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Asean Affairs  21 April 2011

The Mekong River gets a reprieve

By  Reinhard Hohler

AseanAffairs     21 April 2011

Government representatives from the four lower Mekong Basin countries have agreed that the decision on the Xayaburi Dam, the first dam proposed for the lower Mekong mainstream, should be deferred and elevated to the ministerial level.

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According to a press release from the Mekong River Commission (MRC), while Lao PDR proposed to proceed with the dam, Thailand, Cambodia and Vietnam called for an extension to the decision-making process, citing concerns about trans-boundary impacts and knowledge gaps that require both further study and public consultation.

“Today the Mekong River has gotten a much-needed but temporary reprieve. The Mekong River is a valuable shared resource, and the Xayaburi dam’s trans-boundary impacts require agreement between the region’s governments and the public” said Ms. Ame Trandem, Mekong Campaigner with International Rivers. “A healthy Mekong River is central to sustainable development in the region, and simply too precious a resource to squander. Given the project’s inevitable trans-boundary impacts we urge the region’s governments to acknowledge the widespread concern of the public and civil society groups and indefinitely cancel the Xayaburi Dam project.”

The Xayaburi Dam, if built, would forcibly resettle more than 2,100 people and directly affect more than 202,000 people, and could threaten the extinction of approximately 41 fish species, including the critically endangered Mekong Giant Catfish. An additional 23 to 100 migratory fish species would be threatened through a blocked fish migration route. These impacts in turn will affect the livelihoods and food security of millions of people in the region.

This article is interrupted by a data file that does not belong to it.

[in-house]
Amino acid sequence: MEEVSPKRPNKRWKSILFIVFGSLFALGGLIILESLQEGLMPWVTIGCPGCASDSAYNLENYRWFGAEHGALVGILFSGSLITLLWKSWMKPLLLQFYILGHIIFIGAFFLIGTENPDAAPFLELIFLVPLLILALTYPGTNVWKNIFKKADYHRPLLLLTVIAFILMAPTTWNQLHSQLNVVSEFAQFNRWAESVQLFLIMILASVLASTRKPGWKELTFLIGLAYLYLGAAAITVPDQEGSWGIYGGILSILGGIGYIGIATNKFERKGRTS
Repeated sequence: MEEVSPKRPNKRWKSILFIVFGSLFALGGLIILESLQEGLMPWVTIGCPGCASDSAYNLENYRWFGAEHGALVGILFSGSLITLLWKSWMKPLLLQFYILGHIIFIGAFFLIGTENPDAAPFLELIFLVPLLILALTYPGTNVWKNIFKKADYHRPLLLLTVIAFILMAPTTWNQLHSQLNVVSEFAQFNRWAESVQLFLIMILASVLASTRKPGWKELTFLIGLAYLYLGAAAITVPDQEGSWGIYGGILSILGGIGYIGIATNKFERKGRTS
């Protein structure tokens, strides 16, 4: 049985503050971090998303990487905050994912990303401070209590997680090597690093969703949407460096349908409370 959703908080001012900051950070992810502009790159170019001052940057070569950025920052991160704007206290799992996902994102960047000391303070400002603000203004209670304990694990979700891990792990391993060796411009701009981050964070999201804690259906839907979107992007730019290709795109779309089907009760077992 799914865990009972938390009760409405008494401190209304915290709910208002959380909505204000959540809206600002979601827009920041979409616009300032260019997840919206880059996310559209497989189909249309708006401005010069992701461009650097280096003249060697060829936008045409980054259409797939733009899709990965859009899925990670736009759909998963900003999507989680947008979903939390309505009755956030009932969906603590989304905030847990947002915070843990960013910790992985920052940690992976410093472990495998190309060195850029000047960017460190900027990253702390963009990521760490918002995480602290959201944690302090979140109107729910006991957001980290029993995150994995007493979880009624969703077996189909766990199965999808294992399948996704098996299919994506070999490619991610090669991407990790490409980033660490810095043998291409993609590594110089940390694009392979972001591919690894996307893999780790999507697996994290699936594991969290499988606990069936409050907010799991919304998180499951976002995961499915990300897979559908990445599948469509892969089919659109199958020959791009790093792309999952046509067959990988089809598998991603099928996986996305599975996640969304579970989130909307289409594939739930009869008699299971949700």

“This delay is an acknowledgement of the dam’s far-reaching ramifications for the Mekong River ecosystem and millions of people in the region. We expect the Lao government to respect the decision of the MRC Joint Committee,” said Chhith Sam Ath of the NGO Forum on Cambodia. “We hope the governments of the region have recognized that much more needs to be understood about the river and its rich fisheries before a rash decision is made that could threaten the integrity of the entire ecosystem and the livelihoods of millions of people” said Nguy Thi Khanh from WARECOD, a Vietnamese NGO.

The project has been subject to intense criticism regionally and internationally. Numerous fisheries experts and other scientists who recently reviewed the project’s Environmental Impact Assessment agreed that it is sub-standard and insufficient to accurately determine the project’s impacts, let alone stand a chance of mitigating them. Furthermore, the MRC Secretariat’s own Technical Review highlighted the grave environmental and social harms associated with the project, and also identified considerable knowledge gaps that remain and require comprehensive study. Fisheries scientists unanimously agree that the dam's impacts on fisheries cannot be mitigated and that proposed fish ladders will be ineffective as they are based on designs for fish species in North America, primarily salmon.

“We are happy to hear that the project has been delayed, but we will continue to fight for our Mother Mekong and for the health of the river’s fisheries, which provides so much to so many people in this region. We will continue to push the Thai government to cancel the agreement to buy power from the Xayaburi Dam,” said Jirasak Inthayos from Chiang Khong District, Chiang Rai Province, who joined a protest against the Xayaburi Dam.

An earlier "Save the Mekong" petition of 23,110 signatures was submitted to the region’s Prime Ministers in October 2009, and in March 2011 a letter from 263 nongovernmental organizations to the Prime Ministers of Lao PDR and Thailand also called for the cancellation of the Xayaburi Dam.

The Mekong River is central to the lives and culture of mainland Southeast Asia. As the world’s largest inland freshwater fishery, the Mekong River feeds millions of people throughout the region, and the river’s extraordinary aquatic biodiversity is second only to the Amazon River. The Xayaburi Dam is the first of 11 large dams proposed for the lower Mekong River’s mainstream.

Reinhard Hohler ,an experienced tour director and media travel consultant on the Greater Mekong Sub-Region, was born in Karlsruhe, a port on Europe's Rhine River. His first contact with Asia came in 1970, and he has lived in Thailand since 1987.

Paul A. Ebeling, Jnr

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This year in Thailand-what next?

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